This process is similar to when you buy a new car, and you start to notice that car everywhere on the road. It was always there; you just weren’t paying attention. It’s almost inevitable — when you start incorporating healthy habits, you will start to notice more things you could do to improve your health. You’ll see signs everywhere if you’re paying attention.
I don’t want to discount the importance of improving food choices. This is an absolute essential step. Nutrient-dense foods are being pushed off our plates at record speed, resulting in nutrient-deficiencies and an endless stream of health problems. Ultra-processed foods with little to no nutritive value are now making up about 60% of US calories and are directly linked to a 31% increased risk of all-cause mortality and the current obesity epidemic. We are overfed but malnourished, nutrient deficient and literally starving to death in a pool of obesity. And the abundance of ultra-processed food choices is largely to blame because they are engineered for optimal taste and presentation and intentionally targeting our susceptible neurobiology. And as they push the more nutrient dense foods from our plates, they can create nutrient deficiencies which (among many other things) can cause cravings. And thus, they cycle goes round and round.
So yes… we need to make more educated, intentional, nutrient-dense food choices. This takes preparation, commitment, and accountability. But if you’re not getting “filled up” with joy by enough non-food forms of nutrition (creative outlets, service work, fulfilling social engagements, sleep, movement, etc.) you may very well be able to eat and eat and eat but never feel satisfied which will make getting healthy almost impossible and definitely not sustainable. On the other hand, if you have the right amounts and variety of those other sources of nutrition, and then we get your bio-profile nailed down, you may be surprised just how few calories it takes to keep you satisfied. Or who knows — maybe it takes more food than you though it would. That totally depends on the person.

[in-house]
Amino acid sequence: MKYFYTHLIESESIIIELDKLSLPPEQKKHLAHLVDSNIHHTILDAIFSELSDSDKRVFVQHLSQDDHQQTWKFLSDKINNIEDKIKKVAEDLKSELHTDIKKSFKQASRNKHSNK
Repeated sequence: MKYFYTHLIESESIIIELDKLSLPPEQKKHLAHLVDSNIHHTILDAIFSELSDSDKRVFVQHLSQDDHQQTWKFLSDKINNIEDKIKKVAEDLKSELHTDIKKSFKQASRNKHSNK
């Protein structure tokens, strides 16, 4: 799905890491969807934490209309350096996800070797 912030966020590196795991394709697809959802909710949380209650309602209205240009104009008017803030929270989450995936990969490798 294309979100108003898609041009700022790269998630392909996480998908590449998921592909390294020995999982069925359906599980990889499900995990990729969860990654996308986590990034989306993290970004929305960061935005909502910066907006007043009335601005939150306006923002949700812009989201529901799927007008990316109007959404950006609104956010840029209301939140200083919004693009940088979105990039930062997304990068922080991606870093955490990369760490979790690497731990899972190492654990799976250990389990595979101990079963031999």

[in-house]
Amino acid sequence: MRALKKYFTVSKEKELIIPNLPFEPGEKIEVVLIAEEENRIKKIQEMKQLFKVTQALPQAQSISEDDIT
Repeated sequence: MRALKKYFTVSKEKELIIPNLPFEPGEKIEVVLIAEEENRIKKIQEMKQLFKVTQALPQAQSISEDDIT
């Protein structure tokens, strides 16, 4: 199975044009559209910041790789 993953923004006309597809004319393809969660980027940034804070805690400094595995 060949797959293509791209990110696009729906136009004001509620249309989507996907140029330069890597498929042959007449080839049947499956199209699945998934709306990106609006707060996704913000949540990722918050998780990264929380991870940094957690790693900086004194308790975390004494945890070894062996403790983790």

When first starting out with a new client, we take an inventory of all these ingredients, and the results of this assessment are how we start writing goals for our time together. You asked for it, so here you go! This personalized assessment is now available online!
Use it to help gauge how you’re doing in key areas of your life and reach out if you need help coming up with a plan. Most people know what to do to be healthier, but life, work, and obligations get in the way, so it can feel impossible to do it alone. If you’re in that stuck space, I can help. I will be there to guide, support, interpret, and help you create your life’s recipe, giving you your best life.
Ultra-processed food consumption and adult obesity risk: a systematic review and dose-response meta-analysis
Processed and ultra-processed foods: coming to a health problem?
Ultra-Processed Foods Are Not “Real Food” but Really Affect Your Health
Ultra-processed food intake and risk of cardiovascular disease: prospective cohort study (NutriNet-Santé)
Ultra-processed food intake and mortality in the USA: results from the Third National Health and Nutrition Examination Survey (NHANES III, 1988–1994) 31% increase in all-cause mortality
Recent cross-sectional studies using individual-level consumption data have reported that ultra-processed foods contribute 25–60% of total energy intake in the USA( 2 ), Canada( 3 ), Brazil( 4 ), France( 5 ), Mexico( 6 ) and Chile( 7 ). In the USA, these foods account for a strikingly high percentage (90%) of the energy from added sugar( 2 ).
Ultra-processed foods and added sugars in the US diet: evidence from a nationally representative cross-sectional study– Ultra-processed foods comprised 57.9% of energy intake, and contributed 89.7% of the energy intake from added sugars
The share of ultra-processed foods and the overall nutritional quality of diets in the US: evidence from a nationally representative cross-sectional study